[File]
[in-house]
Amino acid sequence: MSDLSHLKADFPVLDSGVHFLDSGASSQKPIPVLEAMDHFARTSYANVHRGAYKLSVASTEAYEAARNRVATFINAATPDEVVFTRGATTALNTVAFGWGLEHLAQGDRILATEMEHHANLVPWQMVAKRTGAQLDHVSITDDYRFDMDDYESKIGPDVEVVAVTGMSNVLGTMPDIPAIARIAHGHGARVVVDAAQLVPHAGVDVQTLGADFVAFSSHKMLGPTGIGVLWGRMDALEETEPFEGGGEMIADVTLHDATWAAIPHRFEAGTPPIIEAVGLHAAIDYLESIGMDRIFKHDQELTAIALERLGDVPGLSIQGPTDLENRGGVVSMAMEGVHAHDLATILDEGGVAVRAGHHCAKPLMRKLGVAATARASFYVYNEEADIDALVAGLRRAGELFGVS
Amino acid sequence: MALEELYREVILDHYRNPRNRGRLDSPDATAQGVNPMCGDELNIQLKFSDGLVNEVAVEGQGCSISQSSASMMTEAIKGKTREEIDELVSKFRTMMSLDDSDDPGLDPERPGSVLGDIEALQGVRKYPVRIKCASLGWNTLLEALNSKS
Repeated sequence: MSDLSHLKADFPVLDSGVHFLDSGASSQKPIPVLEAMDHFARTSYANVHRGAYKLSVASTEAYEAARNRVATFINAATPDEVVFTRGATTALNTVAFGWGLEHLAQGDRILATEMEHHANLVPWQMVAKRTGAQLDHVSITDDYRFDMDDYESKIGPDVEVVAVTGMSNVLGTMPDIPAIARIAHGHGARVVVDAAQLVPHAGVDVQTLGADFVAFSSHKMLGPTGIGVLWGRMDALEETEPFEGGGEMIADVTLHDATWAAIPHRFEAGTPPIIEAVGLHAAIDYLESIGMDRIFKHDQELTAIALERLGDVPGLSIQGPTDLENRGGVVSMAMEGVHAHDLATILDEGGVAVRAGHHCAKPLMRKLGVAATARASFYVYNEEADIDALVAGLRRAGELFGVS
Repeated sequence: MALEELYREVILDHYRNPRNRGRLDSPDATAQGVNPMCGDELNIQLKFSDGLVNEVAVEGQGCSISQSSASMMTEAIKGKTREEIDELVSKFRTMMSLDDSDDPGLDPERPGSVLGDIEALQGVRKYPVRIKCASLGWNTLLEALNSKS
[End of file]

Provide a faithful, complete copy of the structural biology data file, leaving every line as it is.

[in-house]
Amino acid sequence: MSDLSHLKADFPVLDSGVHFLDSGASSQKPIPVLEAMDHFARTSYANVHRGAYKLSVASTEAYEAARNRVATFINAATPDEVVFTRGATTALNTVAFGWGLEHLAQGDRILATEMEHHANLVPWQMVAKRTGAQLDHVSITDDYRFDMDDYESKIGPDVEVVAVTGMSNVLGTMPDIPAIARIAHGHGARVVVDAAQLVPHAGVDVQTLGADFVAFSSHKMLGPTGIGVLWGRMDALEETEPFEGGGEMIADVTLHDATWAAIPHRFEAGTPPIIEAVGLHAAIDYLESIGMDRIFKHDQELTAIALERLGDVPGLSIQGPTDLENRGGVVSMAMEGVHAHDLATILDEGGVAVRAGHHCAKPLMRKLGVAATARASFYVYNEEADIDALVAGLRRAGELFGVS
Amino acid sequence: MALEELYREVILDHYRNPRNRGRLDSPDATAQGVNPMCGDELNIQLKFSDGLVNEVAVEGQGCSISQSSASMMTEAIKGKTREEIDELVSKFRTMMSLDDSDDPGLDPERPGSVLGDIEALQGVRKYPVRIKCASLGWNTLLEALNSKS
Repeated sequence: MSDLSHLKADFPVLDSGVHFLDSGASSQKPIPVLEAMDHFARTSYANVHRGAYKLSVASTEAYEAARNRVATFINAATPDEVVFTRGATTALNTVAFGWGLEHLAQGDRILATEMEHHANLVPWQMVAKRTGAQLDHVSITDDYRFDMDDYESKIGPDVEVVAVTGMSNVLGTMPDIPAIARIAHGHGARVVVDAAQLVPHAGVDVQTLGADFVAFSSHKMLGPTGIGVLWGRMDALEETEPFEGGGEMIADVTLHDATWAAIPHRFEAGTPPIIEAVGLHAAIDYLESIGMDRIFKHDQELTAIALERLGDVPGLSIQGPTDLENRGGVVSMAMEGVHAHDLATILDEGGVAVRAGHHCAKPLMRKLGVAATARASFYVYNEEADIDALVAGLRRAGELFGVS
Repeated sequence: MALEELYREVILDHYRNPRNRGRLDSPDATAQGVNPMCGDELNIQLKFSDGLVNEVAVEGQGCSISQSSASMMTEAIKGKTREEIDELVSKFRTMMSLDDSDDPGLDPERPGSVLGDIEALQGVRKYPVRIKCASLGWNTLLEALNSKS